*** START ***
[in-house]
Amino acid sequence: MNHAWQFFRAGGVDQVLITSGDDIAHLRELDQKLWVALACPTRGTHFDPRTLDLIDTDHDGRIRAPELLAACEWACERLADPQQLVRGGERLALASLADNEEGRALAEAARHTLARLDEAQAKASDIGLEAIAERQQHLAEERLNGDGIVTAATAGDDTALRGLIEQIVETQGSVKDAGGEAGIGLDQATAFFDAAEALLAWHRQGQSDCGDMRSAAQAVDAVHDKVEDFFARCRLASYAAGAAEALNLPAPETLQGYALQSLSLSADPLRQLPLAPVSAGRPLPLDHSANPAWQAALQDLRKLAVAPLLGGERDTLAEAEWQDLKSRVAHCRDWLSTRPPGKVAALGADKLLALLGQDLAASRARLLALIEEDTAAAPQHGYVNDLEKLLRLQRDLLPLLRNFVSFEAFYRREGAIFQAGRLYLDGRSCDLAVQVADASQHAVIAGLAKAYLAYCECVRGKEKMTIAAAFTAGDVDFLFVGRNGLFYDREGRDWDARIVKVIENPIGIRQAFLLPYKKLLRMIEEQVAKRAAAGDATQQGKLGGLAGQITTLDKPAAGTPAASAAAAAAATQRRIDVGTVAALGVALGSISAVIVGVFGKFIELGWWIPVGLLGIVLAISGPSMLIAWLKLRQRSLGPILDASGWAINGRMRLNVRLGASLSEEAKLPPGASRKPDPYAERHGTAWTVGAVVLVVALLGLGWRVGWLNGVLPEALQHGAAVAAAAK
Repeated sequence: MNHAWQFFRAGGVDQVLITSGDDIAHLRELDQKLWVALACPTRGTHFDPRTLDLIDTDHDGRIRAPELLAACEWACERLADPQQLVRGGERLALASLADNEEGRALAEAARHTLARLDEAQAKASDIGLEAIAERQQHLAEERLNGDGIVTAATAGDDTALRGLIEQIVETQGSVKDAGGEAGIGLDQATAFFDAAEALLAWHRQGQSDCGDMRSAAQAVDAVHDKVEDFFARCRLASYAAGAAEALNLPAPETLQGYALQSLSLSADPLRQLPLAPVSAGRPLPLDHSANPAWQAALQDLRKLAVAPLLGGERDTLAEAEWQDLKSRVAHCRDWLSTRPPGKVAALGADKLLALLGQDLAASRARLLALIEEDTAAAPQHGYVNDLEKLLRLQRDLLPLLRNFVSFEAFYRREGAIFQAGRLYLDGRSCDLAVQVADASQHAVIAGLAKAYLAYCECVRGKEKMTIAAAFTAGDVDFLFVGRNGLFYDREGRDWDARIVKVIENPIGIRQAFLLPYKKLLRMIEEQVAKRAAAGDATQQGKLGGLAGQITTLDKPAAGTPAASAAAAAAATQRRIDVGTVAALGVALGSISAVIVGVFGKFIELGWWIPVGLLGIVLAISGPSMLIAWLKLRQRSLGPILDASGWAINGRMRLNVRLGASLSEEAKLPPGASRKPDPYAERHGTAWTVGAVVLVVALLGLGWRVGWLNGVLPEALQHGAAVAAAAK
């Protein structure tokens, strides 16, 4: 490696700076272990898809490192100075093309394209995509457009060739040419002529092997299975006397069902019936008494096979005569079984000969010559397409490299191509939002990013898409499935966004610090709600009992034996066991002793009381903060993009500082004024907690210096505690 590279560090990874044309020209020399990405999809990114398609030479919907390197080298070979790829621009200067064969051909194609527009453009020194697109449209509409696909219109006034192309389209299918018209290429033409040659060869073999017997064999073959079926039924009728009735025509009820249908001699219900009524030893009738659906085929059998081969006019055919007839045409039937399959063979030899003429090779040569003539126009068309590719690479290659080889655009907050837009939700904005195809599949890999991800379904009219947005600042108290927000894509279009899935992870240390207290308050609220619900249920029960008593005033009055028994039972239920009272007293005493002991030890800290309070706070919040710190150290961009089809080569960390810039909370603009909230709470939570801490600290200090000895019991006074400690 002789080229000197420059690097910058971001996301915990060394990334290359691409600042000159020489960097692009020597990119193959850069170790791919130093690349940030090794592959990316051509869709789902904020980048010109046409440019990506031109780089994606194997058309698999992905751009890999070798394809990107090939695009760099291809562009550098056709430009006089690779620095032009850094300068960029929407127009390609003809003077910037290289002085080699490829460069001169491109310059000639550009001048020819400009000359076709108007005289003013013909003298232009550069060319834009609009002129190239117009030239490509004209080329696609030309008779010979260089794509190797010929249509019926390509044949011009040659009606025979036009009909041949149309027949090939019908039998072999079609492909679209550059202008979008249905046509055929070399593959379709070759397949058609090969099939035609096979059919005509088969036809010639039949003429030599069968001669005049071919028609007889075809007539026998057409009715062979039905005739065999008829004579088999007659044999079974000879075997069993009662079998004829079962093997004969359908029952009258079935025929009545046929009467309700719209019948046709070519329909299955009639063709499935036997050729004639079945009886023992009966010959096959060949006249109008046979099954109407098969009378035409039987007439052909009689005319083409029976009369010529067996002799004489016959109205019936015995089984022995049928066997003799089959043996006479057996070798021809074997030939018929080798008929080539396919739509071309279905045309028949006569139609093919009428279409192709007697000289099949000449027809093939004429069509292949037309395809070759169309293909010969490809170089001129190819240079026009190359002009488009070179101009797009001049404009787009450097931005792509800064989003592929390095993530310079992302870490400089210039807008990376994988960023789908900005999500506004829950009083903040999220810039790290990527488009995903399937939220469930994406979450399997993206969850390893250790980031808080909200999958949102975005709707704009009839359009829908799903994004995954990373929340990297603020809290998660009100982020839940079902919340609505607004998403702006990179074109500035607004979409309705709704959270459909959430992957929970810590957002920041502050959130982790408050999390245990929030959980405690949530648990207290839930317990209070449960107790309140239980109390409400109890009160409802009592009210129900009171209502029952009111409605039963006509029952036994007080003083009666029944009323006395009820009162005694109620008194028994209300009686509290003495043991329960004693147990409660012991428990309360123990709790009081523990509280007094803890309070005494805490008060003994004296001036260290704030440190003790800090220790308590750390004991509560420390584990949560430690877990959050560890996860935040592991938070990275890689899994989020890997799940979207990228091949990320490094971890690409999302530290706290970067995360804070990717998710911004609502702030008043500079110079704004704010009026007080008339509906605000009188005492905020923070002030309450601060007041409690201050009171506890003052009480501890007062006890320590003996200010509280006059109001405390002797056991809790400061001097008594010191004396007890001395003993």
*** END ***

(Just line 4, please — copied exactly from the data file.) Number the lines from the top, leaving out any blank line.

């Protein structure tokens, strides 16, 4: 490696700076272990898809490192100075093309394209995509457009060739040419002529092997299975006397069902019936008494096979005569079984000969010559397409490299191509939002990013898409499935966004610090709600009992034996066991002793009381903060993009500082004024907690210096505690 590279560090990874044309020209020399990405999809990114398609030479919907390197080298070979790829621009200067064969051909194609527009453009020194697109449209509409696909219109006034192309389209299918018209290429033409040659060869073999017997064999073959079926039924009728009735025509009820249908001699219900009524030893009738659906085929059998081969006019055919007839045409039937399959063979030899003429090779040569003539126009068309590719690479290659080889655009907050837009939700904005195809599949890999991800379904009219947005600042108290927000894509279009899935992870240390207290308050609220619900249920029960008593005033009055028994039972239920009272007293005493002991030890800290309070706070919040710190150290961009089809080569960390810039909370603009909230709470939570801490600290200090000895019991006074400690 002789080229000197420059690097910058971001996301915990060394990334290359691409600042000159020489960097692009020597990119193959850069170790791919130093690349940030090794592959990316051509869709789902904020980048010109046409440019990506031109780089994606194997058309698999992905751009890999070798394809990107090939695009760099291809562009550098056709430009006089690779620095032009850094300068960029929407127009390609003809003077910037290289002085080699490829460069001169491109310059000639550009001048020819400009000359076709108007005289003013013909003298232009550069060319834009609009002129190239117009030239490509004209080329696609030309008779010979260089794509190797010929249509019926390509044949011009040659009606025979036009009909041949149309027949090939019908039998072999079609492909679209550059202008979008249905046509055929070399593959379709070759397949058609090969099939035609096979059919005509088969036809010639039949003429030599069968001669005049071919028609007889075809007539026998057409009715062979039905005739065999008829004579088999007659044999079974000879075997069993009662079998004829079962093997004969359908029952009258079935025929009545046929009467309700719209019948046709070519329909299955009639063709499935036997050729004639079945009886023992009966010959096959060949006249109008046979099954109407098969009378035409039987007439052909009689005319083409029976009369010529067996002799004489016959109205019936015995089984022995049928066997003799089959043996006479057996070798021809074997030939018929080798008929080539396919739509071309279905045309028949006569139609093919009428279409192709007697000289099949000449027809093939004429069509292949037309395809070759169309293909010969490809170089001129190819240079026009190359002009488009070179101009797009001049404009787009450097931005792509800064989003592929390095993530310079992302870490400089210039807008990376994988960023789908900005999500506004829950009083903040999220810039790290990527488009995903399937939220469930994406979450399997993206969850390893250790980031808080909200999958949102975005709707704009009839359009829908799903994004995954990373929340990297603020809290998660009100982020839940079902919340609505607004998403702006990179074109500035607004979409309705709704959270459909959430992957929970810590957002920041502050959130982790408050999390245990929030959980405690949530648990207290839930317990209070449960107790309140239980109390409400109890009160409802009592009210129900009171209502029952009111409605039963006509029952036994007080003083009666029944009323006395009820009162005694109620008194028994209300009686509290003495043991329960004693147990409660012991428990309360123990709790009081523990509280007094803890309070005494805490008060003994004296001036260290704030440190003790800090220790308590750390004991509560420390584990949560430690877990959050560890996860935040592991938070990275890689899994989020890997799940979207990228091949990320490094971890690409999302530290706290970067995360804070990717998710911004609502702030008043500079110079704004704010009026007080008339509906605000009188005492905020923070002030309450601060007041409690201050009171506890003052009480501890007062006890320590003996200010509280006059109001405390002797056991809790400061001097008594010191004396007890001395003993």